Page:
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Archives of cardiovascular diseases
Volume 102, n° 11
pages 785-789 (novembre 2009)
Doi : 10.1016/j.acvd.2009.08.011
Received : 3 August 2009 ;  accepted : 4 August 2009
Challenging the dogma of high target doses in the treatment of heart failure: Is more always better?
Le dogme des hautes doses cibles pour le traitement de l’insuffisance cardiaque : est-il tenable ?

Ferenc Follath
University Hospital Zürich, Office HAL 18/D2, Raemistrasse 100, CH 8091 Zürich, Switzerland 

Fax: +41 44 2554554.

Current therapeutic guidelines for chronic heart failure (HF) recommend high (if possible, maximum) target doses of angiotensin-converting enzyme (ACE) inhibitors and beta-blockers. This is based on “evidence” from large-scale trials in selected patient populations. In “real life”, however, many patients receive doses below defined targets, which is usually classified as “under-treatment”. When considering whether everyday practice is suboptimal, an important question arises: is more always better and should dosage recommendations be followed in all patients? The superiority of high vs. low-to-moderate doses of ACE inhibitors and beta-blockers in reducing mortality from chronic HF has not been documented convincingly. In large trials with beta-blockers, the efficacy of below-target doses was not significantly different from that of high doses. With high-dose lisinopril, a reduction in the rate of hospitalizations was achieved at the cost of more adverse events. A combination of ACE inhibitors and angiotensin receptor blockers in chronic HF may also cause more problems than benefits. The risks of high doses of spironolactone, digoxin and diuretics are well-known. Sicker elderly and multimorbid patients often do not tolerate the recommended targets but can still have a good clinical response with an improved outcome at lower doses. Therefore lower-than-target doses may not necessarily be wrong in certain patients and are better than “no doses”, for example, failure to prescribe essential heart-failure drugs. Individualized doses of ACE inhibitors and beta-blockers (best in combination) are indicated in most patients with chronic HF. Less rigid application of guideline recommendations may improve their acceptance.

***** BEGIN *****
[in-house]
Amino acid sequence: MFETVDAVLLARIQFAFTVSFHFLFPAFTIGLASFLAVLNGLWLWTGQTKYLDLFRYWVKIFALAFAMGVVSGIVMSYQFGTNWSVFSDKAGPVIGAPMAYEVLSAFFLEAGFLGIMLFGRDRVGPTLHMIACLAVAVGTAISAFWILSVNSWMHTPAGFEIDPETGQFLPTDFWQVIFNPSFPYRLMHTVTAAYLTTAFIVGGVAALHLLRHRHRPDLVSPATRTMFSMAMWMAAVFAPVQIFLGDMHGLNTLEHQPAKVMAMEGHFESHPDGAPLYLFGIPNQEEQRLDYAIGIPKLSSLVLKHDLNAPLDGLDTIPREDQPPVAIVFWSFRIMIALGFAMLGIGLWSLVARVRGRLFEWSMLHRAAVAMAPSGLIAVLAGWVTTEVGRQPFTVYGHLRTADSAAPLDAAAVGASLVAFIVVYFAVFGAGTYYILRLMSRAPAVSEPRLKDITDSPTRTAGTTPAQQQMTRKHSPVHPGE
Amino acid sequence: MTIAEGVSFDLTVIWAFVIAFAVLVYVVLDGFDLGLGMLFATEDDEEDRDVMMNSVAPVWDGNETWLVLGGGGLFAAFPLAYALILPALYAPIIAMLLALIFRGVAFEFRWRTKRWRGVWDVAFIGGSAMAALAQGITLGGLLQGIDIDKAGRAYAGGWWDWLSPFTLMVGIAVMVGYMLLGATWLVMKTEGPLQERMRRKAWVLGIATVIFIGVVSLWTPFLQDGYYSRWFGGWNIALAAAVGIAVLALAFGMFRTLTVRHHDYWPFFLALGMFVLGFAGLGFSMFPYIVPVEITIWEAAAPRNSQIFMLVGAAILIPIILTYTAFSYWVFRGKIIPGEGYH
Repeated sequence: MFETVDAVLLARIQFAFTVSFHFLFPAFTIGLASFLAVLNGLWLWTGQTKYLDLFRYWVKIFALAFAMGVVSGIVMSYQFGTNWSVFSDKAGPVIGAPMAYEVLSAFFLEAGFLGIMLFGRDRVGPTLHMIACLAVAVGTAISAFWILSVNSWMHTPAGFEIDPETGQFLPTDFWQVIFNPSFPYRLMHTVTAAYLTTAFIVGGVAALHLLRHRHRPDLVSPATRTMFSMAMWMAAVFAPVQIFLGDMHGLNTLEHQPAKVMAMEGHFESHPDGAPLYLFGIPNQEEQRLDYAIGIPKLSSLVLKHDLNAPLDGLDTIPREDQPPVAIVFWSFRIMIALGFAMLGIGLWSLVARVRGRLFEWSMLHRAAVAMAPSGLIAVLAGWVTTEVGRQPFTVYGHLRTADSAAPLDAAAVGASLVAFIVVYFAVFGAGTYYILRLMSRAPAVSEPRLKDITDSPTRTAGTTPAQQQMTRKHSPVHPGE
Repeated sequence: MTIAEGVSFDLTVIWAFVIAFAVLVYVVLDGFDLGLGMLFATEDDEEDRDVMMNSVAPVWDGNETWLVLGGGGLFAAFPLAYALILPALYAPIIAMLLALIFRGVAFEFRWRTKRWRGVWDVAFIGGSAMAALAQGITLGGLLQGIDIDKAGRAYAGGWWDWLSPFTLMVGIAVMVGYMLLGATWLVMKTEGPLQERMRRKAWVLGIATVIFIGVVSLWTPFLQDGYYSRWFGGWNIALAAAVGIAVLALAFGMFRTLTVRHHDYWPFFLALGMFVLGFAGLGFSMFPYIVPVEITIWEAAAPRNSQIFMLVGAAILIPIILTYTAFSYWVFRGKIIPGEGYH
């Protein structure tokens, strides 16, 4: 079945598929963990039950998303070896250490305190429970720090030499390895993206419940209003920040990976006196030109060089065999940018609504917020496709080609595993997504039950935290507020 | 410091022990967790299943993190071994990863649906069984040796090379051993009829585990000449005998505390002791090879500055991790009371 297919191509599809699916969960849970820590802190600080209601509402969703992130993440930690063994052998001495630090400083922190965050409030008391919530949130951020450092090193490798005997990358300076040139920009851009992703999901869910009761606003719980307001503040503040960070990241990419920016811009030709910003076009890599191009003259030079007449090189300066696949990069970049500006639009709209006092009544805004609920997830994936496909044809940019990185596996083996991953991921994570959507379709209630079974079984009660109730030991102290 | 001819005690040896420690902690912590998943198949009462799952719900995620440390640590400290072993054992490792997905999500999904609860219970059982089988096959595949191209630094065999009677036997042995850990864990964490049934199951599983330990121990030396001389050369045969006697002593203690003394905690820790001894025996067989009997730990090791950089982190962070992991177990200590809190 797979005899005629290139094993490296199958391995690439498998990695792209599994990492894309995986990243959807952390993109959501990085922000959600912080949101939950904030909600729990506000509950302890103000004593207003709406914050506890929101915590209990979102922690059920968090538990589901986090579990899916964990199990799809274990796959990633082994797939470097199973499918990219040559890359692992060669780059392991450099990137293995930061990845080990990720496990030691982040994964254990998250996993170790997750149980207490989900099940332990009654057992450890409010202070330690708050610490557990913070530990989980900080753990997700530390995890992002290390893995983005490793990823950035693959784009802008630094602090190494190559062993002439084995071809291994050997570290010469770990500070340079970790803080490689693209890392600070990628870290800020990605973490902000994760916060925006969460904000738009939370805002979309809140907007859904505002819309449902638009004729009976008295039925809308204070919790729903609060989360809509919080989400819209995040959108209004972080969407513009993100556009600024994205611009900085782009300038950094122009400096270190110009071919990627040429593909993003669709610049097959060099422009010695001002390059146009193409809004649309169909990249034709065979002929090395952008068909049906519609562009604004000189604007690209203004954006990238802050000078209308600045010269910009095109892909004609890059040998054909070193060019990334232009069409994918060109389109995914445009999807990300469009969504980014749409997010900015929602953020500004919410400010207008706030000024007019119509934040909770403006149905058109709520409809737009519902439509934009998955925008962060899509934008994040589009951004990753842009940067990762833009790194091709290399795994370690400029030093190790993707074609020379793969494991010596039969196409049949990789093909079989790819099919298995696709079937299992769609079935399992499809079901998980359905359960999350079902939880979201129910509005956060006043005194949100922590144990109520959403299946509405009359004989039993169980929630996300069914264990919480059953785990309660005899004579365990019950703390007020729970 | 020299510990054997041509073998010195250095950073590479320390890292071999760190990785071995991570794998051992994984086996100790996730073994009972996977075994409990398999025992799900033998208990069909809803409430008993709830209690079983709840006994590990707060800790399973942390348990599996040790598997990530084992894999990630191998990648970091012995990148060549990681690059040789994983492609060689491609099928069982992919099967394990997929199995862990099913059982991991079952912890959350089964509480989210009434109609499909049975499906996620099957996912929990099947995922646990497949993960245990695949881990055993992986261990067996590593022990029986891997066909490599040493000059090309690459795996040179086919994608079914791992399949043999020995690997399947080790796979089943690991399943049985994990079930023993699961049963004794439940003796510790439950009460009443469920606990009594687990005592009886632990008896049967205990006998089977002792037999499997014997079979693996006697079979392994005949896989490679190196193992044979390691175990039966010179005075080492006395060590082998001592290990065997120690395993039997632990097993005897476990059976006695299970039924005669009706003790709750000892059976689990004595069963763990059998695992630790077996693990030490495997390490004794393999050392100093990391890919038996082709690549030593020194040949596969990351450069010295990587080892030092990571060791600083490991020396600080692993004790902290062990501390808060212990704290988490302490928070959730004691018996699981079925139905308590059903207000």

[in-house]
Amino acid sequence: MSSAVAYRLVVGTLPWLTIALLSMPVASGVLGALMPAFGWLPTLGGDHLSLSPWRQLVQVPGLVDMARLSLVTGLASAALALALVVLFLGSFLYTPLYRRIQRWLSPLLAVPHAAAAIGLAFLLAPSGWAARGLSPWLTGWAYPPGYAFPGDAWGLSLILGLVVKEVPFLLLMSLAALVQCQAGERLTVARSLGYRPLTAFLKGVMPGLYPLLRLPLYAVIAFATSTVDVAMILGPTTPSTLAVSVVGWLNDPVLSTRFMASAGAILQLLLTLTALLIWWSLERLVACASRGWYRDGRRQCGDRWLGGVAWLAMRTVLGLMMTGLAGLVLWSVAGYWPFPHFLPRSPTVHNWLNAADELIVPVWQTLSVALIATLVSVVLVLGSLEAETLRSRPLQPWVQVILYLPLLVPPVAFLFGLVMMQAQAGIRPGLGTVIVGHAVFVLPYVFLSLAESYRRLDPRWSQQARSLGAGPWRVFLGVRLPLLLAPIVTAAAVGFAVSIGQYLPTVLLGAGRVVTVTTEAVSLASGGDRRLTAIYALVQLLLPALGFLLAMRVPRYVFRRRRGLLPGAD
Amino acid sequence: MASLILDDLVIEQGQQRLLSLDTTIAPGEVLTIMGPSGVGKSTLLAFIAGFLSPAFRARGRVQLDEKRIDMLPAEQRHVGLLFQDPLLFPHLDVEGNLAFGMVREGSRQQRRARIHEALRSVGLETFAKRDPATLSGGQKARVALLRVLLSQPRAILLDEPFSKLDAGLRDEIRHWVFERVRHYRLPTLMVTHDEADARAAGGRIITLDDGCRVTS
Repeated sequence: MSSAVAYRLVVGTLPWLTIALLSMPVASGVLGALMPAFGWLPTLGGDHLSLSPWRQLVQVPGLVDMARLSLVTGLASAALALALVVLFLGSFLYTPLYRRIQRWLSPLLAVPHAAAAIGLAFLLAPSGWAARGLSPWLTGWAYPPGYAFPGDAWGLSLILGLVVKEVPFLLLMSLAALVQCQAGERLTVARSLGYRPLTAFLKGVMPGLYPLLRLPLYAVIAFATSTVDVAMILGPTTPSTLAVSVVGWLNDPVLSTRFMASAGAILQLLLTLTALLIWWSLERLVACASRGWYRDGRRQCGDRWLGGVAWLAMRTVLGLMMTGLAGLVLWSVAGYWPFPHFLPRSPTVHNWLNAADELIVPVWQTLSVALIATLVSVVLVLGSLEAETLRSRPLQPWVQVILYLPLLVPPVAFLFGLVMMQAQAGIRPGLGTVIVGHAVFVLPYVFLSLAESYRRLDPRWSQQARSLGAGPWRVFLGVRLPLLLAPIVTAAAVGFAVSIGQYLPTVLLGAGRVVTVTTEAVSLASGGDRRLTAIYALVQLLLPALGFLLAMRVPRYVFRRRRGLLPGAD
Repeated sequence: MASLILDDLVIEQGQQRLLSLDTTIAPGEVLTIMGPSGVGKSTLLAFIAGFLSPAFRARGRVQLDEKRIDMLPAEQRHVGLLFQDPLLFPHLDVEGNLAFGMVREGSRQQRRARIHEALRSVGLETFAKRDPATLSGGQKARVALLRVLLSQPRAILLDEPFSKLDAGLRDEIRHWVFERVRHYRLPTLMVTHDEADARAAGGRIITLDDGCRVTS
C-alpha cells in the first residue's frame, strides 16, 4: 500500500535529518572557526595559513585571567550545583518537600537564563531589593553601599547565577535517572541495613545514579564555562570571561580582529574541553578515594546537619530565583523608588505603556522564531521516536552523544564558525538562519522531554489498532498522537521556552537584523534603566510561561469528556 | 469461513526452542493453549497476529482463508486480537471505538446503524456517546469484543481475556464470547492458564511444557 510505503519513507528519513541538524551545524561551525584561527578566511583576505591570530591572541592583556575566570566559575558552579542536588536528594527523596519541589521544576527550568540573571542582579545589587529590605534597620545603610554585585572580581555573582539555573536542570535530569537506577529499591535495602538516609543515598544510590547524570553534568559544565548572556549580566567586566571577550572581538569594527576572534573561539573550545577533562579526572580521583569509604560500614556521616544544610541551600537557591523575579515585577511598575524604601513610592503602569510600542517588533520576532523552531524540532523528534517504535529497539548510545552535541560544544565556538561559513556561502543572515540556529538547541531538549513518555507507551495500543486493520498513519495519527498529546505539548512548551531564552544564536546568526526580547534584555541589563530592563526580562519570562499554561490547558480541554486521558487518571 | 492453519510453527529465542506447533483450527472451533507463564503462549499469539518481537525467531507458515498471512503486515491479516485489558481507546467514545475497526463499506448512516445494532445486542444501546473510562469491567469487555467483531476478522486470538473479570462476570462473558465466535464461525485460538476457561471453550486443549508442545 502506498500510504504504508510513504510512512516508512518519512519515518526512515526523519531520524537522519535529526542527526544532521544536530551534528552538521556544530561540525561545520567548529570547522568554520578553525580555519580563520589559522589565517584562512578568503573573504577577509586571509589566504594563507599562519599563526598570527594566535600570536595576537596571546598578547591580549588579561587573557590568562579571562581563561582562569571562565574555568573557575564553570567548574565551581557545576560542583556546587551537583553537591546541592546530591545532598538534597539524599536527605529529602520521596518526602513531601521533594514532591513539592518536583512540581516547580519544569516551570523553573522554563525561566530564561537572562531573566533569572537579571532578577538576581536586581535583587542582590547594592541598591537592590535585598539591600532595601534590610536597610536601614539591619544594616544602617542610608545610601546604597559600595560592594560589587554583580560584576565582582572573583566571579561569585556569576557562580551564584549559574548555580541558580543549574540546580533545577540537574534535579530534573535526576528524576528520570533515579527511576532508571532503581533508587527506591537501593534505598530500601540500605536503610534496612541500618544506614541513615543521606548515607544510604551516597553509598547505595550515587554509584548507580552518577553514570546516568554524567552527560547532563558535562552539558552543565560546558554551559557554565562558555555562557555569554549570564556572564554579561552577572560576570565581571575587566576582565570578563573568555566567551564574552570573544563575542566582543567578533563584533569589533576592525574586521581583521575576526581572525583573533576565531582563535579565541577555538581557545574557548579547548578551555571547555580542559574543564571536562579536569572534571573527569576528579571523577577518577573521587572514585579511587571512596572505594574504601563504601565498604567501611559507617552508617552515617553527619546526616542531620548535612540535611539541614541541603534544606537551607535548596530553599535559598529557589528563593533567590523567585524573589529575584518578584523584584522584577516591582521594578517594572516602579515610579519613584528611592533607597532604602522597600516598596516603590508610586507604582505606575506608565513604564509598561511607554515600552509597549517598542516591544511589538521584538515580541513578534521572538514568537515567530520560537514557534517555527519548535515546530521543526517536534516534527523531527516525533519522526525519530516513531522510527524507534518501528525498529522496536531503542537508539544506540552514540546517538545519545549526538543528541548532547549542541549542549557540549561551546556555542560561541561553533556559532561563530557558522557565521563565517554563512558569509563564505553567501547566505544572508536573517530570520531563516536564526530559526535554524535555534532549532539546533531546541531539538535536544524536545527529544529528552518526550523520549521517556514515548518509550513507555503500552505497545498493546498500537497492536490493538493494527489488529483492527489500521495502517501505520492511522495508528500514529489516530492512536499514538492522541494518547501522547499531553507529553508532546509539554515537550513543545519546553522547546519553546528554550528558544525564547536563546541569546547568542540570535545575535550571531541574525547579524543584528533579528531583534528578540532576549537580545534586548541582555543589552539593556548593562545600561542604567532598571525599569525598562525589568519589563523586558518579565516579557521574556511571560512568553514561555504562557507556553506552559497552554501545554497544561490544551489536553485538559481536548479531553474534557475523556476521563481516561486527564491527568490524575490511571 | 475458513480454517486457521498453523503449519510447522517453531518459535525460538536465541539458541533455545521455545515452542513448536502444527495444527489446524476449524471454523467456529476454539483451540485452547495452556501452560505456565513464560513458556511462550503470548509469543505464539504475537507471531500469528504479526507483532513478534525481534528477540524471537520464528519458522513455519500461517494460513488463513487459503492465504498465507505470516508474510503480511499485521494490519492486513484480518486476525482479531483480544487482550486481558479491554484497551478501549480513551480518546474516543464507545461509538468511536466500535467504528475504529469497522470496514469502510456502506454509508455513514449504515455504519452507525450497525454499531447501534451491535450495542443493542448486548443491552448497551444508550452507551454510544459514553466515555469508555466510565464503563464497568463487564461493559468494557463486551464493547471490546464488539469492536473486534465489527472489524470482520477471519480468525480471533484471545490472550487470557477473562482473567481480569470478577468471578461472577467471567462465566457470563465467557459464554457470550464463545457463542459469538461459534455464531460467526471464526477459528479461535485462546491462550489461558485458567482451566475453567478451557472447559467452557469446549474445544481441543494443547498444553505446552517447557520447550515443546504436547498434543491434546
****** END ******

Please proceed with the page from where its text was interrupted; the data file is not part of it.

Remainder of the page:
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Les recommandations de traitement de l’insuffisance cardiaque préconisent la prescription de fortes doses des inhibiteurs de l’enzyme de conversion et des bêtabloquants, doses-cibles atteintes dans les grandes études de mortalité. Cependant, dans la pratique clinique quotidienne,la posologie de ces médicaments reste nettement plus faible, et donc « non-optimale ». Pour cette raison des questions persistent : est-ce que la supériorité des fortes doses est documentée de façon convaincante et peut-on généraliser la posologie recommandée à tous les patients en insuffisance cardiaque ? Un effet significativement supérieur des fortes doses comparativement aux faibles doses ou moyennes des bêtabloquants ou des inhibiteurs de l’enzyme de conversion sur le critère de mortalité n’est pas établi dans les études. Les doses élevées de lisinopril réduisent le taux d’hospitalisation au prix cependant d’effets secondaires plus fréquents. Il existe aussi un risque accru d’effets indésirables avec l’association inhibiteurs de l’enzyme de conversion et antagonistes des récepteurs de l’angiotensine II. Les problèmes de surdosage des diurétiques, spironolactone et digoxine sont bien connus. Il faut reconnaître que les sujets âgés et porteurs de morbidités multiples, qui représentent la majorité des malades ayant une insuffisance cardiaque, souvent ne tolèrent pas les doses cibles recommandées. Néanmoins, un effet thérapeutique peut être atteint même avec les doses moindres. Les inhibiteurs de l’enzyme de conversion et les bêtabloquants devraient être prescrits chez tous les patients ayant une insuffisance cardiaque, mais une adaptation individuelle de la posologie est indispensable chez les patients âgés.

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Keywords : Heart failure, Treatment, Angiotensin-converting enzyme inhibitors, Beta-blockers, Dosage

Mots clés : Insuffisance cardiaque, Traitement, Inhibiteurs de l’enzyme de conversion de l’angiotensine II, Bêtabloquants, Dosage

Abbreviations : ACE, HF